Copyright 2019 Discovery Owner's Association, Inc.

Kerry Pinkerton's 2006 39L Living Space Remodel

So, last winter, we spent 2 months in the coach. By the end, we were pretty tired of her sitting on the uncomfortable couch and me on the uncomfortable loveseat both looking 90 degrees at the TV up front. Replacing the foam in the couch and loveseat did not help.

Later this year we're going to be out for 2-3 months and it wasn't hard to convince the boss that we could do better...comfort wise. Our 39L had a sleeper couch, a free standing table and 4 heavy chairs, and the **&^ love seat. Carolyn was not willing to get rid of the hide-a-bed but after I convinced her I could build a cabinet/table with an electric rising TV where the loveseat was and we could get some decent recliners to put where the couch was and we could move the hide-a-bed to where the table and chairs was, she was a go. The table and chairs was the casualty. I picked up a pair of Euro recliners and some folding chairs from my cousin Jim. I made the cabinet in my shop. Originally, I was going to use Corian but found out that ours (Burnt Amber) is discontinued so we opted for an off white cabinet with similar white tile on the counter top and table. The table pulls out 15" but instead of facing each other and sticking out further into the room, We sit side by side and face the TV. LOTS of room. The cabinet has 8 drawers 22" deep and there is room for a large tote behind the electric fireplace (750 or 1500W). It is removable by removing a single latch and lifting it out of the way. I also ran two new power lines into the slide and also ran a coax and HDMI cables into the slide from the front overhead. Several significant challenges but mainly just work.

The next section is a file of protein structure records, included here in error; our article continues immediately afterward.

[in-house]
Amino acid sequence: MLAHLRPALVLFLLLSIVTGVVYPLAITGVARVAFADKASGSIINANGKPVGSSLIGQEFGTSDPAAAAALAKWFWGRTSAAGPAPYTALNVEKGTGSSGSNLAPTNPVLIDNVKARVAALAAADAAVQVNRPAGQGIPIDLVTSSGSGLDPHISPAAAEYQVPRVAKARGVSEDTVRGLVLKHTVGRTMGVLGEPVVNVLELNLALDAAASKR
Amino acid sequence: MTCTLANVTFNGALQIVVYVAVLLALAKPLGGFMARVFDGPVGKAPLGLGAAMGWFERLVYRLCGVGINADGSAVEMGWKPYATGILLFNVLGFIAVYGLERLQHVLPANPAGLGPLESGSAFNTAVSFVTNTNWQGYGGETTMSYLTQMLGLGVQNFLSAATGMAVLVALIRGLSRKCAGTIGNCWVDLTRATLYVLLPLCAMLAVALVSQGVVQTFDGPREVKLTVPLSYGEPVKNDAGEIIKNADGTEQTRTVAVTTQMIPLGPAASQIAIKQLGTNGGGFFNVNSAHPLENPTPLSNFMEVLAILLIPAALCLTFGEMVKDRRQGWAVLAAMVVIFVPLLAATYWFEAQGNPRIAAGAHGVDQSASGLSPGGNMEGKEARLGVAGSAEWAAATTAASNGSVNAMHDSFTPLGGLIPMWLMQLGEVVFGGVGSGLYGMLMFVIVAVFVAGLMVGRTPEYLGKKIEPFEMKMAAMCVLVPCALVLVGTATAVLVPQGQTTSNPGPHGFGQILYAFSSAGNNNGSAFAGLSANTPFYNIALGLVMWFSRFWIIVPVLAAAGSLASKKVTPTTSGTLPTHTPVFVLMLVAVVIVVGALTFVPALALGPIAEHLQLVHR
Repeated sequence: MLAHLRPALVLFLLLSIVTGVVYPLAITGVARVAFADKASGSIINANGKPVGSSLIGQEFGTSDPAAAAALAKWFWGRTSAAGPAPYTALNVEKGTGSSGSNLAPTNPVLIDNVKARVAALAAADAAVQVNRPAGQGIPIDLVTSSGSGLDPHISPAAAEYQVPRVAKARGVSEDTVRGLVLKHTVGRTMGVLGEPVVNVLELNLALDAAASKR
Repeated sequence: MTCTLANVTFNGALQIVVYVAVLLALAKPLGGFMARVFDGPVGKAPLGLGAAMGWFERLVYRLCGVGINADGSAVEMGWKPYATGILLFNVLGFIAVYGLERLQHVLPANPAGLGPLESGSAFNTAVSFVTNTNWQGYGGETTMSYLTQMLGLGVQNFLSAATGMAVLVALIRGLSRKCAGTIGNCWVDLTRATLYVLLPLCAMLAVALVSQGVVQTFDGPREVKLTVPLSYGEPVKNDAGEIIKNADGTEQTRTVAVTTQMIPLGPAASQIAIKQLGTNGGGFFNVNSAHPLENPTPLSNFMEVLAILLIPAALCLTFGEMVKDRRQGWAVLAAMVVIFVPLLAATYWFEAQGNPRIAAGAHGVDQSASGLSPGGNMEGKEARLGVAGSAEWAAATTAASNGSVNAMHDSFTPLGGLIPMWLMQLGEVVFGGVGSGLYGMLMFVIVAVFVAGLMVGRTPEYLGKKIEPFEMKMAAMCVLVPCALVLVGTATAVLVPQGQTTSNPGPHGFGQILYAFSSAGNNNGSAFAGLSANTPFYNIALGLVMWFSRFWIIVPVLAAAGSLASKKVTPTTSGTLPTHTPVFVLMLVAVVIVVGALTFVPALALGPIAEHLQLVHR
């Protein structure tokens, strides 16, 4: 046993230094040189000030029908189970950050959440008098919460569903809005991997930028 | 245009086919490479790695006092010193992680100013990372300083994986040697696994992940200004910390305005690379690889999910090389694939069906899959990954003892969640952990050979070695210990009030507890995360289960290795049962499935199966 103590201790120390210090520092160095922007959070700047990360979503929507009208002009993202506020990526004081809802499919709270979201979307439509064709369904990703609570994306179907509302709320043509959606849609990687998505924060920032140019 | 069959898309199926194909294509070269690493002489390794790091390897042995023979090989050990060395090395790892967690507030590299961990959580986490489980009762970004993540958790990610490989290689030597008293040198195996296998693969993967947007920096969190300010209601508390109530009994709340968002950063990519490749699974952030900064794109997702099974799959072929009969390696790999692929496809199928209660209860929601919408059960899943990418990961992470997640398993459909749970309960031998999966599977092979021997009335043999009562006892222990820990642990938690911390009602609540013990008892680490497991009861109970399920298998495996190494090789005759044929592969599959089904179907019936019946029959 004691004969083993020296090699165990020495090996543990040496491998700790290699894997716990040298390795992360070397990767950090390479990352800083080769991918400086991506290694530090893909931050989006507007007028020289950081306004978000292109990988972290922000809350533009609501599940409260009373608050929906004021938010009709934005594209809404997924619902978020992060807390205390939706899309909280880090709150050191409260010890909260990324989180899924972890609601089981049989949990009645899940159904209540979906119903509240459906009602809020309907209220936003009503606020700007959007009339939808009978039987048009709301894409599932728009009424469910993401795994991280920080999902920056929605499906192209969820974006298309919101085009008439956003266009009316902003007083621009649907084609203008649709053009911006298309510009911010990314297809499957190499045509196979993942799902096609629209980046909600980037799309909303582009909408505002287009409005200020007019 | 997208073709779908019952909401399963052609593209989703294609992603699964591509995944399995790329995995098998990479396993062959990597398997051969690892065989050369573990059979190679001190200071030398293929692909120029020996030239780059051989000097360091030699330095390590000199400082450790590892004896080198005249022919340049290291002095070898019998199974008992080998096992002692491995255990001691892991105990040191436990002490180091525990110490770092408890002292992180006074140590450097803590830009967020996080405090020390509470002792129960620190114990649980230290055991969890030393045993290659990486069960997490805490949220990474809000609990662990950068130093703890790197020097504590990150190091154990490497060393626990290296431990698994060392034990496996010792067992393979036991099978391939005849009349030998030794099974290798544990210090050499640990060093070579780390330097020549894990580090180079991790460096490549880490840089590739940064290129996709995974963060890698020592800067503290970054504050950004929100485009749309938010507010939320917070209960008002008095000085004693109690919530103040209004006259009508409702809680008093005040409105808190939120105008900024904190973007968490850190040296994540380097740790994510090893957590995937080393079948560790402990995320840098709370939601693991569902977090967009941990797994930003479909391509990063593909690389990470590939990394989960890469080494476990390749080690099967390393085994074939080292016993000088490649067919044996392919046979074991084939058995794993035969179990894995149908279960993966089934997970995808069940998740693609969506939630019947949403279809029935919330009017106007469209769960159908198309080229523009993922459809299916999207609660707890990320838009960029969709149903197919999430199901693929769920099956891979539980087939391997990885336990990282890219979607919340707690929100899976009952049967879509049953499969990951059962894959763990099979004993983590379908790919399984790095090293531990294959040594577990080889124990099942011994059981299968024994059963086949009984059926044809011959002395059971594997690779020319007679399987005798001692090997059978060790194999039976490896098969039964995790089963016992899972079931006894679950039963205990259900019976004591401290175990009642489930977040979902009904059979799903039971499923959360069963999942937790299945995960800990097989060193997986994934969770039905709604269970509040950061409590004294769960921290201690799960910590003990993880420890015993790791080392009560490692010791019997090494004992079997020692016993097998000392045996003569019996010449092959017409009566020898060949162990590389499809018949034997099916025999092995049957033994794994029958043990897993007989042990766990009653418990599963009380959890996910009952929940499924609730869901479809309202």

We really like it and believe it will greatly enhance our enjoyment of the coach. I still have some small things to do and I need to make a cabinet to go between the new chairs.

Below are some photos. Click the pictures to see a larger version (they will open in a new browser tab or window)

A couple comments. The cabinet is 26" tall, 32" deep and 51" wide. But the TV takes up the back 9". I was able to use 22" self closing drawer slides for the drawers so there is a lot of storage although I did lose some space because of the dead air around the drawers.

I looked at how the new coaches handle the table. Basically, they cantilever a glued up piece of plywood 1" thick to the cabinet. It sticks out about 10" in front of the cabinet and also has some steel outriggers that support it. The table slides on top of that and there are two pieces of "Z" shaped metal that wrap around the cantilevered piece. These "Z's" keep the movable table from binding or getting out of alignment. On the back of the movable table is a bearing surface, probably a piece of UHMW that rides against the bottom of the cabinet top. As weight is put on the table, the 'Zs' take some of the load and the cabinet top handles the rest. In order for the table to drop or bend, something serious has to move and it's just not going to happen...although I doubt it's designed for anyone to sit on it.

The problem is that because of the way the table sticks out, it restricts walk through space and is always there even if you don't need the table.